If you're a Friends super-fan, you probably know all about the show's wonky continuity errors. (How many times did Chandler and Rachel meet "for the first time"? What's the deal with characters' birthdays and ages changing throughout the show?) But unless you were paying strict attention to every second of the sitcom, you probably missed this Friends gaffe. Once you do see it, however, you won't be able to forget it. It's pretty blatant, and it happens in more than one episode. So keep reading to find out what mistake the Must-See TV classic repeatedly made and why it happened. And for our official hierarchy, check out Every Major "Friends" Character, Ranked From Worst to Best.
Read the original article on Best Life.
That's not Monica that Phoebe's talking to…
You don't even have to be watching very closely to see it. In the Season 8 episode, "The One With Rachel's Date," Phoebe (Lisa Kudrow) has a conversation with Monica (Courteney Cox) at Central Perk—only…that's not always Monica. At about six minutes and 23 seconds into the episode, you can see that Cox has been replaced by another woman. In the next shot, she's back.
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And that's not Rachel behind Joey.
The same snafu happens in the Season 9 episode, "The One With the Mugging." Blink and you'll miss it, but at about the three-minute-and-13-second mark, when Joey (Matt LeBlanc) is excitedly telling Rachel and Monica about an audition he just scored, Jennifer Aniston is briefly replaced. The mistake isn't quite as blatant as the one in Season 8, but it's definitely there (for you). To find out how the show could have been cast, check out This Star Almost Played Jennifer Aniston's "Friends" Role.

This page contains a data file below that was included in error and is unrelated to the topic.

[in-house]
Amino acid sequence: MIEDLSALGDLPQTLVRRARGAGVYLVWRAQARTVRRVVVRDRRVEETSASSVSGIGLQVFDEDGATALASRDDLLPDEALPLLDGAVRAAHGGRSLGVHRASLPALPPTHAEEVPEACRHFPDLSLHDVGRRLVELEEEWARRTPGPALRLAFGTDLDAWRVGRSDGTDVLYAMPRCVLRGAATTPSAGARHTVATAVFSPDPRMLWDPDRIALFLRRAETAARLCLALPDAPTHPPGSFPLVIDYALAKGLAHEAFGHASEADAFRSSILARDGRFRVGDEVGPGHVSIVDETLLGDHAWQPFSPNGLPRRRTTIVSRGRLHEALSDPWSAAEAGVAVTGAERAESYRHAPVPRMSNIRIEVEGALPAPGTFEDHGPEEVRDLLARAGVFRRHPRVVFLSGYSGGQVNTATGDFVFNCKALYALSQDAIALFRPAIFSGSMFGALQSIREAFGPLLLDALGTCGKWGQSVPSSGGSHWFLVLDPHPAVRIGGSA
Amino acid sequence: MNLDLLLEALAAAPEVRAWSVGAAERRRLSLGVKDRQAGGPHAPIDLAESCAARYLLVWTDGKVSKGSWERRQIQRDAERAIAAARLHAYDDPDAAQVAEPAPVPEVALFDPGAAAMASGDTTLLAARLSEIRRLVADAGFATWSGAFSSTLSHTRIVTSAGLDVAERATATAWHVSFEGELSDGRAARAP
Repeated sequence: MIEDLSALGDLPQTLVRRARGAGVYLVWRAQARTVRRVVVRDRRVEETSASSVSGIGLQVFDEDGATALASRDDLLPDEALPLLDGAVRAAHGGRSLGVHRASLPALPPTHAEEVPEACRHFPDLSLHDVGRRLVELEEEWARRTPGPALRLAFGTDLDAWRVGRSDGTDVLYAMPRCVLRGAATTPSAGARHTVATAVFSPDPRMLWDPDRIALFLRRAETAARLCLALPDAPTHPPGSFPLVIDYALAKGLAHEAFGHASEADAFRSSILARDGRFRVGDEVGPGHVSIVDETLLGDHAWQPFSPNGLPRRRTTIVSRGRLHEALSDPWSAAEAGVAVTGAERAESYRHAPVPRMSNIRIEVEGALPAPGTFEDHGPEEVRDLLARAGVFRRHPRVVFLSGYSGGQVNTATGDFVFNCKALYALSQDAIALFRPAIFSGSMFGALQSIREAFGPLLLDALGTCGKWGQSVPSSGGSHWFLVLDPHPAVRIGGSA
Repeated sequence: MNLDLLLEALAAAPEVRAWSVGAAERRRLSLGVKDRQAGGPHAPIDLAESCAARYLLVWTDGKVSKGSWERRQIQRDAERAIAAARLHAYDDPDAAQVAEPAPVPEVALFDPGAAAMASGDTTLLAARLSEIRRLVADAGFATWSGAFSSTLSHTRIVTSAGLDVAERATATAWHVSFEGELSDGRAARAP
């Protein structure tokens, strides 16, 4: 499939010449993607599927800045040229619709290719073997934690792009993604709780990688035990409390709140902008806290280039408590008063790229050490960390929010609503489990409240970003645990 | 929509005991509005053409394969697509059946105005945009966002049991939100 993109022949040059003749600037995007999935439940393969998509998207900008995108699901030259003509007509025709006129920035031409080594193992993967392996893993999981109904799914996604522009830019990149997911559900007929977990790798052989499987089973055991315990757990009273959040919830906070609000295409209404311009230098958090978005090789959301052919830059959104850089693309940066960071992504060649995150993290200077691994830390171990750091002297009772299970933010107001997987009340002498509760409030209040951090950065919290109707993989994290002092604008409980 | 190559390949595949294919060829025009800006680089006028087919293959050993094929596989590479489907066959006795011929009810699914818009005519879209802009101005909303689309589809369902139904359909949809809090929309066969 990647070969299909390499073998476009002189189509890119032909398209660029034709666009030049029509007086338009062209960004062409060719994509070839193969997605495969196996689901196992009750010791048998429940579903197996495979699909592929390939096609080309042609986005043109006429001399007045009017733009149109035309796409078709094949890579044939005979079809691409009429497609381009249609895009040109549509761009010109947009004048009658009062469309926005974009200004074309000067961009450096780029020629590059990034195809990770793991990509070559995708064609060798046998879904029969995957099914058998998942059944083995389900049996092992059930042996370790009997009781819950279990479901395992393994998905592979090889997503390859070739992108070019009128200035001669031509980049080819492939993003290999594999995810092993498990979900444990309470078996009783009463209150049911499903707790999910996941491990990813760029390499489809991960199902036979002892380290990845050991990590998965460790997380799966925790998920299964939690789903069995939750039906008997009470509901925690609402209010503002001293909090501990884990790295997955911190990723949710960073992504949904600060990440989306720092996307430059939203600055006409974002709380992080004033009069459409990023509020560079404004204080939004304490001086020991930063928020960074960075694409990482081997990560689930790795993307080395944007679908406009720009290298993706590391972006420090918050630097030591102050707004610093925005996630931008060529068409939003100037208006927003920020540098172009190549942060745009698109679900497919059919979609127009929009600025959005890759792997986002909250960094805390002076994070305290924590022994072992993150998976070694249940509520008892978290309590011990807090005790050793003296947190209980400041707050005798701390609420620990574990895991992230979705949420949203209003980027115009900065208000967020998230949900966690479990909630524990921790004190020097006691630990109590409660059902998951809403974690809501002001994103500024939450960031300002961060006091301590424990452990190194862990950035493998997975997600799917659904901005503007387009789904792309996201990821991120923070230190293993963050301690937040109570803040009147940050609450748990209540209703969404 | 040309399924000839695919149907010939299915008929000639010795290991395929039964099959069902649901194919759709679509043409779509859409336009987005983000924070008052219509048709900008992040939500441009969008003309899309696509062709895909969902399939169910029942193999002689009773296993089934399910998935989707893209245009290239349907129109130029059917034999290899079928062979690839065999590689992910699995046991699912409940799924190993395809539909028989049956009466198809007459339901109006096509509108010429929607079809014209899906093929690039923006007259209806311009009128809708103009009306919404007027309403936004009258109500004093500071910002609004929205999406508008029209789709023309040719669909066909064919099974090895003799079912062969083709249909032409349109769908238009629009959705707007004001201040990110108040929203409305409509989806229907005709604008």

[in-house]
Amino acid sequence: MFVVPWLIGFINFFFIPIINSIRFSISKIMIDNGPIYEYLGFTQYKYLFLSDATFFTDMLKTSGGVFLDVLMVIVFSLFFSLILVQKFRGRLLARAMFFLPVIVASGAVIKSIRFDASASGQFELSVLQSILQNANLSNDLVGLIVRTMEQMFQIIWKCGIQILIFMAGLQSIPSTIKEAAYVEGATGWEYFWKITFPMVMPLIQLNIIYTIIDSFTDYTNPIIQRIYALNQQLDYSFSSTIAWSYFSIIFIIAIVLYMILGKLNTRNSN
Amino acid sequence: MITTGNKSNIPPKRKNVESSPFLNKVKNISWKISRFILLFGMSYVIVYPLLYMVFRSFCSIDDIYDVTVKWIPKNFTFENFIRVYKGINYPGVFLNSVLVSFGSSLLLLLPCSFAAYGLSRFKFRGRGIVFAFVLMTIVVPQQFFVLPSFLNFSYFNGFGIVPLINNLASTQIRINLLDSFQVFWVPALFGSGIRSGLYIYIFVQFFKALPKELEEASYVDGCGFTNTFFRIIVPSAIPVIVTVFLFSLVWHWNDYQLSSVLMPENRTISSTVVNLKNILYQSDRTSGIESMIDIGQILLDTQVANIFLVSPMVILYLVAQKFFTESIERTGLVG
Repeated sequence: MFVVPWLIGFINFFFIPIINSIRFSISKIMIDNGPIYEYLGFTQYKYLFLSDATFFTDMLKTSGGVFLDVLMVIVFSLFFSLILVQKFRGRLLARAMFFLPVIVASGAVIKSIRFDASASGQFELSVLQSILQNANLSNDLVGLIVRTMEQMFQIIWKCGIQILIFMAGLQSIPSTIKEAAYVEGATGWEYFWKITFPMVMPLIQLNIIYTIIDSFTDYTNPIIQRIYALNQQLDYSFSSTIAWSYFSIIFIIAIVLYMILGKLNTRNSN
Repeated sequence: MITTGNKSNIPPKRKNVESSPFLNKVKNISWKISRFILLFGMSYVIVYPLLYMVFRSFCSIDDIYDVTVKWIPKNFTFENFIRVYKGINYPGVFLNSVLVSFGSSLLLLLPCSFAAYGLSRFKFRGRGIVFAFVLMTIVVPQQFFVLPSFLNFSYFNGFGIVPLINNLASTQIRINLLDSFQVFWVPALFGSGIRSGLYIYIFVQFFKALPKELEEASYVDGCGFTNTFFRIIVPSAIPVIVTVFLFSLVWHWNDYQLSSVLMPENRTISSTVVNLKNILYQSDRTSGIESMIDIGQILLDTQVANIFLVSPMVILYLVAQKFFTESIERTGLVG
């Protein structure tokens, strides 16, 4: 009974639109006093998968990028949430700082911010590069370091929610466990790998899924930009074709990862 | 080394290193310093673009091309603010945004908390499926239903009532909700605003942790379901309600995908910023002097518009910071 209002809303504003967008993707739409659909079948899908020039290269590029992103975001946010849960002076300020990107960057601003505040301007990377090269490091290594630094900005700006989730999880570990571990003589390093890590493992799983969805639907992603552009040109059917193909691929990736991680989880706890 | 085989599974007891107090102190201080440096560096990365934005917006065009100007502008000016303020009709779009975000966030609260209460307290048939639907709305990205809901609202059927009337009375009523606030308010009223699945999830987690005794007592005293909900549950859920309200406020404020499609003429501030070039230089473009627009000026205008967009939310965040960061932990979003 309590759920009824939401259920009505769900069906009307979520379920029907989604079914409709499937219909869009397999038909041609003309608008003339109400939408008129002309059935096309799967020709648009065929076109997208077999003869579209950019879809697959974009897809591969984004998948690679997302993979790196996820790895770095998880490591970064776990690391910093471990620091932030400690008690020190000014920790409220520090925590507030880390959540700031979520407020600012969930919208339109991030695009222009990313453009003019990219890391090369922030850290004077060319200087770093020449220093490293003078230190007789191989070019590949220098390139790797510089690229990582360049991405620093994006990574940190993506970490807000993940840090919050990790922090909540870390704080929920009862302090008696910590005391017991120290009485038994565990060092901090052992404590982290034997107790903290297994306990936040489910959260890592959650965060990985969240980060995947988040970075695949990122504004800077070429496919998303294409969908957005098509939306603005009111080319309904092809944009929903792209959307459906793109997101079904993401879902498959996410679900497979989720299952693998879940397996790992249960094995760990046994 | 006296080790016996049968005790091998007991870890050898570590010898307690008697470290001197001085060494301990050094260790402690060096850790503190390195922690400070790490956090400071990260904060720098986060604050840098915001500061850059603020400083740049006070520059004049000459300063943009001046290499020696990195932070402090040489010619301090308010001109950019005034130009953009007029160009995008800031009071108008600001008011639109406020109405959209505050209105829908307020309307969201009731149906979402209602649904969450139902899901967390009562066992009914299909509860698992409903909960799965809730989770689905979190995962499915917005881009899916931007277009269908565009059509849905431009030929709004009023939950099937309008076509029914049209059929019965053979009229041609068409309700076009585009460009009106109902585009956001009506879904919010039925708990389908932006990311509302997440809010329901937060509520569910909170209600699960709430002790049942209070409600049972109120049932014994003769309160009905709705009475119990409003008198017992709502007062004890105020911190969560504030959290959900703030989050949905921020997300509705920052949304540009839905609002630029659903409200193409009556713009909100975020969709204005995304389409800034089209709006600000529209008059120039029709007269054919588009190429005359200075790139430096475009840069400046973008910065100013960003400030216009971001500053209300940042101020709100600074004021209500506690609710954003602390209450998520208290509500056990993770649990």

But the mysterious women were actually in those scenes to do their jobs.
The two women who've snuck into these frames are the actors' stand-ins, a job that's exactly what it sounds like. These professionals take the place of actors so shots can be set up. Basically, they make it so that the actor isn't needed on set and that production can keep moving. In the case of Friends, which was shot in front of an audience, stand-ins were used when a character wasn't meant to be on camera even though they were present in the scene. Having a stand-in take her place likely meant that Aniston could take a break or do a wardrobe change while filming went on. For more TV errors that will blow your mind, check out The Major Mistake in the First Episode of "The Office" You Never Noticed.
How they ended up in the finished episodes, however, is another story.
As Refinery29 explains, the aspect ratio (the width and height of the frame) of Friends is different now that it's on streaming than it was when it first aired on TV. While it was originally meant to be seen in a standard aspect ratio, you're now watching it in widescreen. Therefore, you're seeing a lot of detail outside of that standard frame that viewers didn't see when they were watching a brand-new broadcast Friends episode on NBC back in the '90s. And that includes stand-ins, who were meant to be just outside of frame. So look at it this way: you're not seeing a mistake so much as your seeing exactly how your favorite TV show was made. For more nostalgia from the decade, check out '90s Celebrity Couples You Totally Forgot About.